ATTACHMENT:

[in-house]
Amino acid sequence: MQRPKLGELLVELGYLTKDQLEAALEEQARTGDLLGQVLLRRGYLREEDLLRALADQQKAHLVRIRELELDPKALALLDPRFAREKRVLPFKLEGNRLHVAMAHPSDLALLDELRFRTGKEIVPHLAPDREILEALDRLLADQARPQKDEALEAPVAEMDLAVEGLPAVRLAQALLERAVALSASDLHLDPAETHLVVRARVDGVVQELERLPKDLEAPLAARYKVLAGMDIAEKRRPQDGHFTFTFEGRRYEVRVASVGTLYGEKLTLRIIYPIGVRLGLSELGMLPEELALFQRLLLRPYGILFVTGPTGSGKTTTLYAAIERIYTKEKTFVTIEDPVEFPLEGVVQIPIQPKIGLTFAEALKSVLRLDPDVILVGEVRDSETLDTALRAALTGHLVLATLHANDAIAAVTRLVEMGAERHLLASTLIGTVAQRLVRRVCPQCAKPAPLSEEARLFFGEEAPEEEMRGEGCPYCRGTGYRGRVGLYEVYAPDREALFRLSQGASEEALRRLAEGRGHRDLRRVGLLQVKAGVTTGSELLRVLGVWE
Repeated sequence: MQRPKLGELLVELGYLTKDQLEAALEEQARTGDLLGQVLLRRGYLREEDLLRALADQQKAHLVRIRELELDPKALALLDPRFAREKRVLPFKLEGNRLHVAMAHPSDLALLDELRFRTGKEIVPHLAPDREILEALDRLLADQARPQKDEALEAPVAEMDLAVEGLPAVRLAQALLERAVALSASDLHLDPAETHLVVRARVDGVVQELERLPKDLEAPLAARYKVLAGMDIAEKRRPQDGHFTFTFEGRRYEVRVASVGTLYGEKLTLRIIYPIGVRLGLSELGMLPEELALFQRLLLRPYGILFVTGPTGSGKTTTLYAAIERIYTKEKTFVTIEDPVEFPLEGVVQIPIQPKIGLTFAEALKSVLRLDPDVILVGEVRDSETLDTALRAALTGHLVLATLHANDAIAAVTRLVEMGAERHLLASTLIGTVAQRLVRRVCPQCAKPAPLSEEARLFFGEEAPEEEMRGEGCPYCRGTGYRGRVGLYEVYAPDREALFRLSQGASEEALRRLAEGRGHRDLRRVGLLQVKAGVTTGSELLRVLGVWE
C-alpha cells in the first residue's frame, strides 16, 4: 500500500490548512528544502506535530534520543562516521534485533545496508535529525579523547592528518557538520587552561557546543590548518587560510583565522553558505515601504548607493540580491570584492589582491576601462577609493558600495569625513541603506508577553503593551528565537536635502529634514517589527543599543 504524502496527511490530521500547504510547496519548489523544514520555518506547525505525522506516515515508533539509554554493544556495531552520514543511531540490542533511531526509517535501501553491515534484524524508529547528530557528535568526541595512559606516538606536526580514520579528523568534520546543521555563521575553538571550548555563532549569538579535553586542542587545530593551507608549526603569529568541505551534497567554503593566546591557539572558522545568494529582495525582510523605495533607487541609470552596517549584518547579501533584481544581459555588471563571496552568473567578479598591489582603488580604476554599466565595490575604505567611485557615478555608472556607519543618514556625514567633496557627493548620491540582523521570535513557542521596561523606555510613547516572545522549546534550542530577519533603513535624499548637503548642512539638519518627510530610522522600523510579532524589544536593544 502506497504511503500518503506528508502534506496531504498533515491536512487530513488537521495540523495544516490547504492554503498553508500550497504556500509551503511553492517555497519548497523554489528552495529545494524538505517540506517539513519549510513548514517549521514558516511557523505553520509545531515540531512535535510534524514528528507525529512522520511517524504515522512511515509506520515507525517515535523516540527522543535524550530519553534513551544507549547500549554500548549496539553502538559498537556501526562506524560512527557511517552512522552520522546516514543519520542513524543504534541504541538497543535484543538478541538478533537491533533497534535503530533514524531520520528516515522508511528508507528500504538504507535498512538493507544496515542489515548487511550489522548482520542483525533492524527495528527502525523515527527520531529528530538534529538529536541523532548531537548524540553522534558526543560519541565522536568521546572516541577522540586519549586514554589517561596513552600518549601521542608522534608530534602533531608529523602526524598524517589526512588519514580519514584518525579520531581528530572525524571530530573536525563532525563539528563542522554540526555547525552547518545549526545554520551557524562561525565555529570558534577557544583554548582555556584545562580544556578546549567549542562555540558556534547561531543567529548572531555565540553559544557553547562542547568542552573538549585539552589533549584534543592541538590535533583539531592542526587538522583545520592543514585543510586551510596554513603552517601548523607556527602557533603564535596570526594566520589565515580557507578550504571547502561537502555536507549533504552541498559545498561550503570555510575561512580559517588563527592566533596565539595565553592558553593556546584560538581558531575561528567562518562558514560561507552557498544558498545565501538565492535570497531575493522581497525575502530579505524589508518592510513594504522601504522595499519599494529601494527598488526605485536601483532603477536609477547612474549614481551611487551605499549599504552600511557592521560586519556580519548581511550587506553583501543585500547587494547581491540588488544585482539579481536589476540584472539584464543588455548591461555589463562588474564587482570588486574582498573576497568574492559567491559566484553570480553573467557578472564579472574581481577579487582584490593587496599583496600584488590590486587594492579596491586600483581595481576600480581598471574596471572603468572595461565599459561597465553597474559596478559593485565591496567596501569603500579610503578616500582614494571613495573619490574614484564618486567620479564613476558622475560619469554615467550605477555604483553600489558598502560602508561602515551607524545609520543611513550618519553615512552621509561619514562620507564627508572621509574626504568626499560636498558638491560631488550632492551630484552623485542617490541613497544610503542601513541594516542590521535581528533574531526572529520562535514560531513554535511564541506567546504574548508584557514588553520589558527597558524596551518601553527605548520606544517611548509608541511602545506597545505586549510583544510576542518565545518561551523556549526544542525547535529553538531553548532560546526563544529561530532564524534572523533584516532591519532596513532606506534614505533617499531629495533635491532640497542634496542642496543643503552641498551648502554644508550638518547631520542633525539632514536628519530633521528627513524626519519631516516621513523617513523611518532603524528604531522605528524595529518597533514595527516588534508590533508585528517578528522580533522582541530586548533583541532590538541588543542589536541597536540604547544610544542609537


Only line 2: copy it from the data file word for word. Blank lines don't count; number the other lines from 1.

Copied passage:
Amino acid sequence: MQRPKLGELLVELGYLTKDQLEAALEEQARTGDLLGQVLLRRGYLREEDLLRALADQQKAHLVRIRELELDPKALALLDPRFAREKRVLPFKLEGNRLHVAMAHPSDLALLDELRFRTGKEIVPHLAPDREILEALDRLLADQARPQKDEALEAPVAEMDLAVEGLPAVRLAQALLERAVALSASDLHLDPAETHLVVRARVDGVVQELERLPKDLEAPLAARYKVLAGMDIAEKRRPQDGHFTFTFEGRRYEVRVASVGTLYGEKLTLRIIYPIGVRLGLSELGMLPEELALFQRLLLRPYGILFVTGPTGSGKTTTLYAAIERIYTKEKTFVTIEDPVEFPLEGVVQIPIQPKIGLTFAEALKSVLRLDPDVILVGEVRDSETLDTALRAALTGHLVLATLHANDAIAAVTRLVEMGAERHLLASTLIGTVAQRLVRRVCPQCAKPAPLSEEARLFFGEEAPEEEMRGEGCPYCRGTGYRGRVGLYEVYAPDREALFRLSQGASEEALRRLAEGRGHRDLRRVGLLQVKAGVTTGSELLRVLGVWE